In todayâ€™s Washington Post thereâ€™s a story about The Boy in the Iron Coffin. This coffin was accidentally discovered by a construction crew in
â€œThe boy was extremely well preserved and clad in white cotton clothing that included a pleated shirt and vest with cloth-covered buttons, flared trousers, darned socks and ankle-length underdrawers.â€
According to the article, the body â€œhad been buried in a cemetery that probably belonged to Columbian College, the precursor to
The museum researchers, led by Deborah Hull-Walski and Randal Scott, found evidence that the body might belong to William and built a 788-person family tree to track down relatives for DNA comparison. They were able to find a relative (the article said â€˜descendantâ€™, but I doubt a sickly 15-year-old had much luck in the 1850â€™s â€“ and, of course, they used mtDNA which he wouldnâ€™t have passed along anyway) in
“I think it’s awesome,” Dwyer said yesterday, adding that she believes she is White’s great-great-great-grandniece. “The whole technology of finding me and putting it all together. . . . It’s so cool.”
Interestingly, this was not the researcherâ€™s first attempt to find an mtDNA match. They had originally believed that the boy was Lemuel P. Bacon, the son of Columbiaâ€™s president Joel Bacon, who died at age 12 on May 27, 1852. Using traditional genealogical methods, they were able to identify a relative of Lemuel who agreed to provide mtDNA. The comparison, however, revealed that they were not a match. This happened again when they thought the boy might be a William Henry White.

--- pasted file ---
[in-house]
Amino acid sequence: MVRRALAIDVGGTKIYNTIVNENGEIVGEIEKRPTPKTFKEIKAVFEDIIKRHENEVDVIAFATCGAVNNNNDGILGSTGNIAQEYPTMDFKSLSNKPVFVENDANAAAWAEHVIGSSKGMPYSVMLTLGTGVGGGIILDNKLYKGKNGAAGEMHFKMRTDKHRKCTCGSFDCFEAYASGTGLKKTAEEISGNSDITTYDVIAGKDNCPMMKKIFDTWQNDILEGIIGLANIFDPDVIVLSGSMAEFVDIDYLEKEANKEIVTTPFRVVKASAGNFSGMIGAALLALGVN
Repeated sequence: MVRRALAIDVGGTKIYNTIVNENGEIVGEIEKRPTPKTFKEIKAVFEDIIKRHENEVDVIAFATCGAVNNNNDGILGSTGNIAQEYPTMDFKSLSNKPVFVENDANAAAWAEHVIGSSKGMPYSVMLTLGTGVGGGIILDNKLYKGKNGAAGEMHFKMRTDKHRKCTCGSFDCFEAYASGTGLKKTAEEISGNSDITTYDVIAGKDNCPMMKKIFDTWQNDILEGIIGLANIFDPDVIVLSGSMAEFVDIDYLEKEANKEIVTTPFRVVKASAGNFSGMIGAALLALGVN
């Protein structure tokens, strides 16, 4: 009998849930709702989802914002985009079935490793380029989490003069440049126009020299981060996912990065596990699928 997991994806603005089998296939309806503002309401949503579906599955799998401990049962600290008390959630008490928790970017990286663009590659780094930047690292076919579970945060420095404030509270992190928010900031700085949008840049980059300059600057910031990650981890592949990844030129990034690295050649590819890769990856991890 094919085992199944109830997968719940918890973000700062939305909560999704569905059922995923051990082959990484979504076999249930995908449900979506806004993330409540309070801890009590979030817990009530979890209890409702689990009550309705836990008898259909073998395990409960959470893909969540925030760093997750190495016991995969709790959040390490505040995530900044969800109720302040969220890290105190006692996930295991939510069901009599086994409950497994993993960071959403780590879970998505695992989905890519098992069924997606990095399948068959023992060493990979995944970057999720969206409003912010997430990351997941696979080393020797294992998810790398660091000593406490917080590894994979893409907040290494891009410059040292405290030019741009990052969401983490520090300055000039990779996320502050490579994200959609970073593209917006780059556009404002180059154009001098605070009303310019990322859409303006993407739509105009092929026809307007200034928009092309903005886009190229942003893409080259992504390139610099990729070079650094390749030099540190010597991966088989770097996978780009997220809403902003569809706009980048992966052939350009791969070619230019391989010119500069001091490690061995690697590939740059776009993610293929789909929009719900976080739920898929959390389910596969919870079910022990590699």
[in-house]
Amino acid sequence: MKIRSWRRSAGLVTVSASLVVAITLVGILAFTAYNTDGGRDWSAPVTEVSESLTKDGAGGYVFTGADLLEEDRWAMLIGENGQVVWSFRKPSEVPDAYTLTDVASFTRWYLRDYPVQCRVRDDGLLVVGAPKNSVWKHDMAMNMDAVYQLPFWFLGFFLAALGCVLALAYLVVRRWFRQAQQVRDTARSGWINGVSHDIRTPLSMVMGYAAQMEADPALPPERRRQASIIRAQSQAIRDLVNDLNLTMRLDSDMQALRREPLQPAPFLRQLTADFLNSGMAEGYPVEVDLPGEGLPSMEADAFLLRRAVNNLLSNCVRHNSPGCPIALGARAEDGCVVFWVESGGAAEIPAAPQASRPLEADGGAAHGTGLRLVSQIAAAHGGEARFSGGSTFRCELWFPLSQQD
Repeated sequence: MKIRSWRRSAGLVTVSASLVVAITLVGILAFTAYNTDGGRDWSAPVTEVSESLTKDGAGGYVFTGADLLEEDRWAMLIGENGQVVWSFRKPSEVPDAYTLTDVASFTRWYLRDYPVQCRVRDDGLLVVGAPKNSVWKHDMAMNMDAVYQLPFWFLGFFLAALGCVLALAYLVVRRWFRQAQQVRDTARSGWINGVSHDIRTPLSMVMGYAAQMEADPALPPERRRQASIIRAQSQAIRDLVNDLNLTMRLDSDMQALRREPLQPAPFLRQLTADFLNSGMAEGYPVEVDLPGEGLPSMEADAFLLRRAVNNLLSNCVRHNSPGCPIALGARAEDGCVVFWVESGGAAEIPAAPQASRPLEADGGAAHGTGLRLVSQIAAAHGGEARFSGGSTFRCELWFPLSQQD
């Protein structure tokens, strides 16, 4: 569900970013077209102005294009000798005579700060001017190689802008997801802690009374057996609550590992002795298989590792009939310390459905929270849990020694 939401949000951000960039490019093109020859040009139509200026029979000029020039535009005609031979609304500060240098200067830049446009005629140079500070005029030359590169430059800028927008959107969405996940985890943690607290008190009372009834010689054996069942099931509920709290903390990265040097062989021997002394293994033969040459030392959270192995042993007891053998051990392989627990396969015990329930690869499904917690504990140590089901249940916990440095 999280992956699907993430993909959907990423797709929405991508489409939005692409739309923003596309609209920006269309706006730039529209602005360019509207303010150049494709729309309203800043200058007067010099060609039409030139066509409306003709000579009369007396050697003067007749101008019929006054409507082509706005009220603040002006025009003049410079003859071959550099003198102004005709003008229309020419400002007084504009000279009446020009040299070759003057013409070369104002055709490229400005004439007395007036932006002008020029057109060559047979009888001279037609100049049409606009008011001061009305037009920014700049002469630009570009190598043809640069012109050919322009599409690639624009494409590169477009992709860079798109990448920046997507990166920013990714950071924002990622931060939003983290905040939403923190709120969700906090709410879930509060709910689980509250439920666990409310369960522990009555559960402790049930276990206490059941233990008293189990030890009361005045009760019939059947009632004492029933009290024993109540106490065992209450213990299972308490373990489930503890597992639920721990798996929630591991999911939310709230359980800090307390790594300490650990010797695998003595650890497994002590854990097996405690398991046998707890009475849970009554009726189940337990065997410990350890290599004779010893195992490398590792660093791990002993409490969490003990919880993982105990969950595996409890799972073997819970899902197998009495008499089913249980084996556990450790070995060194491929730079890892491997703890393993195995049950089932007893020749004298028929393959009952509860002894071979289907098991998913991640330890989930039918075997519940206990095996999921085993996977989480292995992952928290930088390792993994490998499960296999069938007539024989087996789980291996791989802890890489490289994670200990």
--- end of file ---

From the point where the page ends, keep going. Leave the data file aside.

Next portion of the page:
At one point, it was thought that the boy in the coffin might be a William T. White who was mentioned in the will of a Levin White. Unfortunately, the boyâ€™s DNA did not match that of a descendant of Levin White. After further research, it was discovered that the Levin White that they had traced was from a different family. As it turns out, the boy in the iron coffin, William T. White, was an orphan, son of a William A. White. Using this new information, the researchers were able to track down Dwyer and find the match. The comparison was performed for free by Mitotyping Technologies of State College, Pennsylvania.
A caveat: this is HIGHLY suggestive that the boy in the iron coffin is William T. White. DNA tests are never evidence by themselves â€“ they are just a piece of the puzzle. However, with the traditional genealogical/historical evidence AND the DNA evidence, this is practically an open-and-shut case. I think itâ€™s great that the Smithsonian devoted so much effort into identifying this lonely body.
HT: The Genealogue